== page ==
Must-read: Consider the FOMC meeting and recent macro indicators (Part 3 of 8)
The Construction Put in Place Survey is released monthly. The construction spending figure, as released monthly by the Census Bureau, U.S. Department of Commerce, is the dollar value of new construction activity on residential, non-residential, and public projects.
The survey covers both the public and private sectors and includes new structures as well as improvements to existing structures. The data includes the cost of labor, materials, architectural work, engineering work, overhead, interest, taxes, and contractor profits.
Construction spending fell unexpectedly in June
Construction spending for June fell unexpectedly to -1.8%, following a 0.08% gain in May. The weakening of construction spending was largely driven by a 4.0% decrease in public outlays in June after a 1.6% gain in May. Private residential outlays dipped 0.3% after falling 1.1% in May.
Compared to a year ago, total construction spending was up 5.5%, after a 7.9% boost in the prior month.
Construction spending for private residential, private non-residential, and government are key inputs into three components of GDP, residential investment, non-residential structures investment, and the structures portion of government expenditures. So construction spending is a good indicator of the economy’s momentum.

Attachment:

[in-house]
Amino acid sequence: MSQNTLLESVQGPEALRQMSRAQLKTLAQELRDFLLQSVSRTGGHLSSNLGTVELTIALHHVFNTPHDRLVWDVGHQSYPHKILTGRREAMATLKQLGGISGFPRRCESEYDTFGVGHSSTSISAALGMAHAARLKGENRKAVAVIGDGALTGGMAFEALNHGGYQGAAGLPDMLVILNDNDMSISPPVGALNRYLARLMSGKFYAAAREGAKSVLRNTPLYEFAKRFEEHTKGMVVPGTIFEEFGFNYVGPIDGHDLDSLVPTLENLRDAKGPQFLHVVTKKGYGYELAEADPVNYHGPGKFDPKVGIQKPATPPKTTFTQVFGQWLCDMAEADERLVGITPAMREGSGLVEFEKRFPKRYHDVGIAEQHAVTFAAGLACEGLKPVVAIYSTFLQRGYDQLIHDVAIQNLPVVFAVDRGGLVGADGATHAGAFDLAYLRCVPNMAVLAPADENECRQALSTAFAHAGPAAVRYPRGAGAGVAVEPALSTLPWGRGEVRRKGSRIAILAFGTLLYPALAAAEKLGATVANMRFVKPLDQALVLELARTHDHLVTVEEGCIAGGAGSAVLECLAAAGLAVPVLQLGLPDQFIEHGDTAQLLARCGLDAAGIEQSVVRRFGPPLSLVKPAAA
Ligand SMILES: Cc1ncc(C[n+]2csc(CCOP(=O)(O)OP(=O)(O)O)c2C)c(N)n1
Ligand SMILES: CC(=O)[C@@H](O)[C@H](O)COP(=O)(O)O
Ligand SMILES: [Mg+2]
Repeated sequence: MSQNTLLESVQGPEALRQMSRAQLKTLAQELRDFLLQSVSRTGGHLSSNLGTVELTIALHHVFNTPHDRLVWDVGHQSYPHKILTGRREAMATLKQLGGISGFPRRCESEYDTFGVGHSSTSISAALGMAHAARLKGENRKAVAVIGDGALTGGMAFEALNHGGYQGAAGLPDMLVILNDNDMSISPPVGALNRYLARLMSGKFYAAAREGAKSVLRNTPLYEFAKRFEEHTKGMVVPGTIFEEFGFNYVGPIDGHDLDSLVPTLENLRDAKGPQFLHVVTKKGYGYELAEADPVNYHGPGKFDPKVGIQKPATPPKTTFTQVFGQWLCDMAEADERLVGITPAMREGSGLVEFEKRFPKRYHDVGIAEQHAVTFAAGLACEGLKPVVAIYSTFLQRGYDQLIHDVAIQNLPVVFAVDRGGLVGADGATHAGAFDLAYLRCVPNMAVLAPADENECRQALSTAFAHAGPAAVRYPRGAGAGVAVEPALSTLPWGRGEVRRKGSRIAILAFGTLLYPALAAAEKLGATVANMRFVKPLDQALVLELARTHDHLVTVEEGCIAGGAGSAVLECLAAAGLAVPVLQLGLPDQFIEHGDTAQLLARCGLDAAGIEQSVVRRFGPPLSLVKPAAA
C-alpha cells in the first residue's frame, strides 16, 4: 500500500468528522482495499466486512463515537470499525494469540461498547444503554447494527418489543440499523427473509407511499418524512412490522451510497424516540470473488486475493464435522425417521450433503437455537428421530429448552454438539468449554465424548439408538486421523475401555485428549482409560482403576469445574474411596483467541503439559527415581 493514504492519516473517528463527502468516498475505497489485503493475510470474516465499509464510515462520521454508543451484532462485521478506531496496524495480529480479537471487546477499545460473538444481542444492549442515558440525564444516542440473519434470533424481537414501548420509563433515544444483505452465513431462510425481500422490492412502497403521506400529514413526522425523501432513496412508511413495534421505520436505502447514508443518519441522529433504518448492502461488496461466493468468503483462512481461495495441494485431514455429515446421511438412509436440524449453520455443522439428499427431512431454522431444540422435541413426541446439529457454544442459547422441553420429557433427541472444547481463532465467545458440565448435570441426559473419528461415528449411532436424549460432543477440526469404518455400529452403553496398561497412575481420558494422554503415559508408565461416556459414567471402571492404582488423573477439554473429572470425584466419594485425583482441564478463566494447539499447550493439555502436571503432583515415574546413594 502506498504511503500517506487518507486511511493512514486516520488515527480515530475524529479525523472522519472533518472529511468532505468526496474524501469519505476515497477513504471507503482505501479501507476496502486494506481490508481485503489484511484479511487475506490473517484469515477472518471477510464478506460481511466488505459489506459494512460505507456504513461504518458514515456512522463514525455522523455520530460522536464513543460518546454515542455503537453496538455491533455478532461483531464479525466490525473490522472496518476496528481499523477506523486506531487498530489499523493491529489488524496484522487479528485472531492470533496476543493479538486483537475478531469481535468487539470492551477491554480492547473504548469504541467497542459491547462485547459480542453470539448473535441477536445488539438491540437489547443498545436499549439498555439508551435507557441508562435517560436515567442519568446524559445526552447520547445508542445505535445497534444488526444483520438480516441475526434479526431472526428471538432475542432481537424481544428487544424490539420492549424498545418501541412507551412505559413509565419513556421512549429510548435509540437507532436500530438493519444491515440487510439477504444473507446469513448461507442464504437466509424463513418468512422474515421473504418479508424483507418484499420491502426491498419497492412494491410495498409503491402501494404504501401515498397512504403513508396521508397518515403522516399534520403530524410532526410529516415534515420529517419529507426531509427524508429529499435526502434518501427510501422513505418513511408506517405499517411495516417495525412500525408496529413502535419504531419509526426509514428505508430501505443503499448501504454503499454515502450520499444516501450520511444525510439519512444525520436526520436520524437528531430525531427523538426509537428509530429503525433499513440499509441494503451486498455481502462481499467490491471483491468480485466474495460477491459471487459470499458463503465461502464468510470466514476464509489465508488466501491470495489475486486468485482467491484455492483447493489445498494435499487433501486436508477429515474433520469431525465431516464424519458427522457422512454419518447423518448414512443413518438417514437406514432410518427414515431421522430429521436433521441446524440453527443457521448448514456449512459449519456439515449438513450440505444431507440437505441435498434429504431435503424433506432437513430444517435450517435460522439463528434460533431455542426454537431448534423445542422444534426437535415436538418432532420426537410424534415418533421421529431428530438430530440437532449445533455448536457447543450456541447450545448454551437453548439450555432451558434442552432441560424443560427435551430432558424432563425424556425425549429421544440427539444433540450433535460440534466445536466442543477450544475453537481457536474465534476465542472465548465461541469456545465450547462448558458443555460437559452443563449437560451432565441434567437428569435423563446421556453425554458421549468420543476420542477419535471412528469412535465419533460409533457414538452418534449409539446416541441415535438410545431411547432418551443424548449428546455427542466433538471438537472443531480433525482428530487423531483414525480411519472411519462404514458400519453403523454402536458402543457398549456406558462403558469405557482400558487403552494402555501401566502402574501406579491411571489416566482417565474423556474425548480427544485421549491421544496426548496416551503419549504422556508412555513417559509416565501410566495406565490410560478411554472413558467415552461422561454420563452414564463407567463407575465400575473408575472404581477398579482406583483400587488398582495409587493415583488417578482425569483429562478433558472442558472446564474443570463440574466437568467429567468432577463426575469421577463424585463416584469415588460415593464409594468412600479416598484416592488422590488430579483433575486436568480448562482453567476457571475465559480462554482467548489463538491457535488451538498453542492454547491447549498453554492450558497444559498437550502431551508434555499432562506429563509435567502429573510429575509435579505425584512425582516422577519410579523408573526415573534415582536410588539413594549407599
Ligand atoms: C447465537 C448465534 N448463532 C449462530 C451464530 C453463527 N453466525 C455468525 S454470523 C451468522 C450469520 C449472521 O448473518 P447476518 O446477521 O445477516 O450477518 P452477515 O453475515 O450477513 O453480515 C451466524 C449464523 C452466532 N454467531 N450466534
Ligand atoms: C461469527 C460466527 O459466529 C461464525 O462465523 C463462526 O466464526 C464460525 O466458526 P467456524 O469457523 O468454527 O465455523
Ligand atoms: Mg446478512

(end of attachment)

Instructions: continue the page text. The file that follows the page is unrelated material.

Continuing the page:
An increase in construction spending shows you that business confidence in the economy is increasing. Business confidence tends to increase when the economy is doing well and businesses perceive it to be on its growth trajectory. A growing economy is a positive sign for stock investors. It’s a cautionary trigger for bond investors to check for inflationary pressures.
Moreover, trends in construction data carry valuable clues for the stocks of homebuilders and large-scale construction contractors.
The SPDR S&P Homebuilders ETF (XHB), the PowerShares Dynamic Building & Construction Portfolio (PKB), and the iShares Dow Jones U.S. Home Construction Index Fund (ITB), which includes companies like Home Depot, Inc. (HD) and PulteGroup (PHM) in its portfolio, are popular ETFs in the building and construction ETFs category. Changes in construction spending reflect in the performance of these ETFs.
Let’s move on to analyze the manufacturing indicators that came out last week.
Browse this series on Market Realist:
- Part 1 - Must-read: Consider the FOMC meeting and recent macro indicators
- Part 2 - Why the US economy rebounded to clock a healthy 4% growth in 2Q14
- Part 4 - Why the Dallas Fed report shows manufacturing continues to recover